If the sha_ih is passed then the value for the port parameter should be treated as a 16 bit integer and MUST be obscured as described in the Obfuscation Method section. Similarly if the optional ip parameter is passed in the announce then its value MUST also be so obscured.

This extension does not change the semantics of any parameter passed in the peer's announce.

Announce Response

If the tracker supports this extension, the response should be exactly the same as if the info_hash had been passed, except that any field that contains peer information (such as peers, peers6 or any other field defined by another extension) MUST be obfuscated as described in the next section.

There are additional parameters the tracker may OPTIONALLY return. These are discussed in the optimizations section.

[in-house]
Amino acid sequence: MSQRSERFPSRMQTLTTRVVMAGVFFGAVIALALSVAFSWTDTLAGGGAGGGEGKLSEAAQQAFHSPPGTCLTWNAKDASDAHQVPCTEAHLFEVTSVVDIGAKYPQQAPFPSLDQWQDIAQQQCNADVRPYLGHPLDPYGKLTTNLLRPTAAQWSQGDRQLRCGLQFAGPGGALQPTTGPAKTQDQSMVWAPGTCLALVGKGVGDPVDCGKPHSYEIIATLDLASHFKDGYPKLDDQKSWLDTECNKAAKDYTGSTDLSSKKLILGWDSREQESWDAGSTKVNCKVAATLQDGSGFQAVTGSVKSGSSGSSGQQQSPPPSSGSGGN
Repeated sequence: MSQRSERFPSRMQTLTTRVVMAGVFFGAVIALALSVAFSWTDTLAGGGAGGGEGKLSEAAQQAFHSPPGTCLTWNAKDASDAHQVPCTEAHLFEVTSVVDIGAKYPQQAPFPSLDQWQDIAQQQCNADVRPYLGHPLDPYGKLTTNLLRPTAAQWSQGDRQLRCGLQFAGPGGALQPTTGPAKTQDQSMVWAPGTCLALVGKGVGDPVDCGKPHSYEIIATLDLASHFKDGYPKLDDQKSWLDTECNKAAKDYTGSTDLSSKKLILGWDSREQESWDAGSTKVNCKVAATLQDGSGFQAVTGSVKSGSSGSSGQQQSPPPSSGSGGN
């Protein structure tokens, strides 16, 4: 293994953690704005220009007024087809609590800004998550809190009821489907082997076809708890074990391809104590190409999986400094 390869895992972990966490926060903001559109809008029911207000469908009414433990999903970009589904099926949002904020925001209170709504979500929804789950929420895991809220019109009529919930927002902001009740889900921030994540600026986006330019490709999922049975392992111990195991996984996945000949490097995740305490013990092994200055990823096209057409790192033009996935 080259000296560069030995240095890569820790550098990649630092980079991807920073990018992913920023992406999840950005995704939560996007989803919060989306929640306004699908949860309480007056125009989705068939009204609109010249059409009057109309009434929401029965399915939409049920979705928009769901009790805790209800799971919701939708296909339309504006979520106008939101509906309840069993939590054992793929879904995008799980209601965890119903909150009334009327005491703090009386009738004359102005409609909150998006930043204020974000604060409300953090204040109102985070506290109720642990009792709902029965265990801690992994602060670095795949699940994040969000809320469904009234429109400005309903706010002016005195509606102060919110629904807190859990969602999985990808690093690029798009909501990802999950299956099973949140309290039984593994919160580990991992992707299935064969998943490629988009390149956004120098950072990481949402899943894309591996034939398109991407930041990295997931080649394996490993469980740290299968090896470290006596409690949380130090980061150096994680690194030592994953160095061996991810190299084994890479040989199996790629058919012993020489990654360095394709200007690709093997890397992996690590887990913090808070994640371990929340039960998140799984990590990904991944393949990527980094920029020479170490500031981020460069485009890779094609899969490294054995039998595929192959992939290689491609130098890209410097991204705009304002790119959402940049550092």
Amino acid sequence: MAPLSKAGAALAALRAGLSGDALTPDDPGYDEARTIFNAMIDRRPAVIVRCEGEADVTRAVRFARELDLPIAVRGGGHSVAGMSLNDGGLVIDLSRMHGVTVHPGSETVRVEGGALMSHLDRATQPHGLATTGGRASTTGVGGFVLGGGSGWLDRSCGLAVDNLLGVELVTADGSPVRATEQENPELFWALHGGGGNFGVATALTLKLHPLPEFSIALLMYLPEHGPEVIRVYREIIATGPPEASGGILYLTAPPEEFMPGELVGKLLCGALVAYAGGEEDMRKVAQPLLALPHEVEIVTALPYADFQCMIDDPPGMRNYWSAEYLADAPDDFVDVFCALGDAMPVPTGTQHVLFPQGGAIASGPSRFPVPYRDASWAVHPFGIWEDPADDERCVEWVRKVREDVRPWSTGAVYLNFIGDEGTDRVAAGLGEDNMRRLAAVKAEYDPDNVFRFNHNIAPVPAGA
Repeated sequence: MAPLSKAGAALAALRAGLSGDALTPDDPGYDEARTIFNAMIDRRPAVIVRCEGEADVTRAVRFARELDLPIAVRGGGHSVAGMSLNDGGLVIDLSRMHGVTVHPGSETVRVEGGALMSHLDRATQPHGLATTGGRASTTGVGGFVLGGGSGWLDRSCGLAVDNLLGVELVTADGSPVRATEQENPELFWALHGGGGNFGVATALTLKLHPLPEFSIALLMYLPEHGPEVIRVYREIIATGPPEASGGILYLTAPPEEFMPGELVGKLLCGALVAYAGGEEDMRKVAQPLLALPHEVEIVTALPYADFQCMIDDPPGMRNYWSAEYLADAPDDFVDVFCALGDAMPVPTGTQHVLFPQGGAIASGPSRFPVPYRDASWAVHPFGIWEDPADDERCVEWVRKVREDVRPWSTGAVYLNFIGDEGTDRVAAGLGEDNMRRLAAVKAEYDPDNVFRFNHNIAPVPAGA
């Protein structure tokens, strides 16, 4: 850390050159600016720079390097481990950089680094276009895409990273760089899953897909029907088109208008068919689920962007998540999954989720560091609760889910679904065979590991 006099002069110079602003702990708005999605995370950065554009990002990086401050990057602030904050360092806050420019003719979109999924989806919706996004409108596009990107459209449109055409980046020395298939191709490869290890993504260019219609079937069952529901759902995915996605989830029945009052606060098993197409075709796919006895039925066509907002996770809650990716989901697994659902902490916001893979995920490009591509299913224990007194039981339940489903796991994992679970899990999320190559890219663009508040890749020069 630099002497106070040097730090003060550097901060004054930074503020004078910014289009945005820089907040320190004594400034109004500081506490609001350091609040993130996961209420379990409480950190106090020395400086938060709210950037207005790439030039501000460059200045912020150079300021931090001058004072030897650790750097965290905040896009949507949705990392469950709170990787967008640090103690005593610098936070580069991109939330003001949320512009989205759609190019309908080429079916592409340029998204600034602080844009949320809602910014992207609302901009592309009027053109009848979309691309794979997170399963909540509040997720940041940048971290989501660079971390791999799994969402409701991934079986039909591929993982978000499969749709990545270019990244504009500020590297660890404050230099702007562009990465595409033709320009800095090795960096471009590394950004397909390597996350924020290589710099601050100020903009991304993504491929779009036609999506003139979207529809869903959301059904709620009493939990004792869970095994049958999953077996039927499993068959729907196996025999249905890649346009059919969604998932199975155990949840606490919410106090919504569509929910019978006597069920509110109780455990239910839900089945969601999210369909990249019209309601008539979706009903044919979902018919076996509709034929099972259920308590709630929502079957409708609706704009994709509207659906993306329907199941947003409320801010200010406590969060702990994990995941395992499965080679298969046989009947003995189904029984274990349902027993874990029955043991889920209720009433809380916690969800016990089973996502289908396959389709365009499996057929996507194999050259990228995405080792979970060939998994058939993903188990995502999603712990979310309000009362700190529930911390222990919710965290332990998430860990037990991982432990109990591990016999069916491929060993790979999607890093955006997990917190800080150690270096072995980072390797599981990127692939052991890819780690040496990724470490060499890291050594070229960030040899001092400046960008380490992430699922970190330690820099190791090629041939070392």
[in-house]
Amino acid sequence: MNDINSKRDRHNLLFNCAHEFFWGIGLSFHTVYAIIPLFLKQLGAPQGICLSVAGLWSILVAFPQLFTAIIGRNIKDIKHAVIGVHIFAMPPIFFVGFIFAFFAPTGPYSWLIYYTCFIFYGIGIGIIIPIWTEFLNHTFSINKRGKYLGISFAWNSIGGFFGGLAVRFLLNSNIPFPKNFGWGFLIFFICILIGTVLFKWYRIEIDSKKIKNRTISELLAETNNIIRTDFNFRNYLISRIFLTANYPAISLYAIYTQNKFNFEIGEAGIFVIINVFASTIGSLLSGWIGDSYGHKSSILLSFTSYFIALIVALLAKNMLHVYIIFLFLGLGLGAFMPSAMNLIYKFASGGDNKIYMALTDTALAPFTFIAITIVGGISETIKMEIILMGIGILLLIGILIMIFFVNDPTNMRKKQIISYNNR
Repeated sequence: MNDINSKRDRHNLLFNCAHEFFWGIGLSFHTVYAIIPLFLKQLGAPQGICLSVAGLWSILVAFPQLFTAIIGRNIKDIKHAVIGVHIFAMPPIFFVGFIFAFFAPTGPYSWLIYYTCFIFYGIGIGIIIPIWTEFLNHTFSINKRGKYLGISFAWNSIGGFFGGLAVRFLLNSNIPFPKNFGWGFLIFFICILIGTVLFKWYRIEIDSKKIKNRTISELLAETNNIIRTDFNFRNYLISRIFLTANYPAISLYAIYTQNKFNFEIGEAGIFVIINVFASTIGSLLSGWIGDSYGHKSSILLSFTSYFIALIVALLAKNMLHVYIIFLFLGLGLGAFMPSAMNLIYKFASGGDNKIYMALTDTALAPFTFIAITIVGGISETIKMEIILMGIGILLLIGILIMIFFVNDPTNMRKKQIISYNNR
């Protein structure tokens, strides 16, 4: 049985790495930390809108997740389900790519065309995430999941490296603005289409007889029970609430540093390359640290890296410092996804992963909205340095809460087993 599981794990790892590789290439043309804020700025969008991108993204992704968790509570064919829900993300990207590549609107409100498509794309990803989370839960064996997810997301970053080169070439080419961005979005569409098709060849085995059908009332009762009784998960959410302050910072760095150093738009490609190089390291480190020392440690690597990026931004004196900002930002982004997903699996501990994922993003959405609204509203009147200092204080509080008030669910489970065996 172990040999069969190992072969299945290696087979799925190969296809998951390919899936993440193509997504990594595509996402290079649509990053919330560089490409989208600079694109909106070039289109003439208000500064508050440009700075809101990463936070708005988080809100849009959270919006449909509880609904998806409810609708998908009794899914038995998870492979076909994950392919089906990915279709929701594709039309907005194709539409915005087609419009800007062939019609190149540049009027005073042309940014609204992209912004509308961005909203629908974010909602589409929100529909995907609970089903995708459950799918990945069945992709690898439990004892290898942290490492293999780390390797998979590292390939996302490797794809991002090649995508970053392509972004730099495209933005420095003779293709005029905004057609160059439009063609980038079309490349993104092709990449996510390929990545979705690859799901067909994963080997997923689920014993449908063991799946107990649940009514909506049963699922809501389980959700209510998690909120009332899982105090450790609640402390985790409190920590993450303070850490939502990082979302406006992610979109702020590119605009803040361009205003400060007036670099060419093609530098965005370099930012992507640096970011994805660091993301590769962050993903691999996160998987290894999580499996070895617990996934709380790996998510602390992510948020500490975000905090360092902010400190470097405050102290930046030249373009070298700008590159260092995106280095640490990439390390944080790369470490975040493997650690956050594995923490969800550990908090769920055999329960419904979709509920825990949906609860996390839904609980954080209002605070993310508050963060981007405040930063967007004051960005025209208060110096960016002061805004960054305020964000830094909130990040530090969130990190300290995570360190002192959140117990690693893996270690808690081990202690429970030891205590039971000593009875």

Obfuscation Method

The values for the ip and port announce parameters, the returned peer list and any other values that contain peer information are obscured using the method described in this section.

We distinguish between the tracker peer list and the returned peer list. The tracker peer list contains the ip-port pairs of all known peers in a given torrent, i.e., those peers that have reported to the tracker that they are transferring the file with a given infohash. The tracker may store this peer list however it wishes. The returned peer list contains a packed array of ip-port pairs conforming to the BitTorrent protocol specification. If the swarm is sufficiently large then the returned ip-port pairs constitute a subset of the ip-port pairs in the tracker peer list.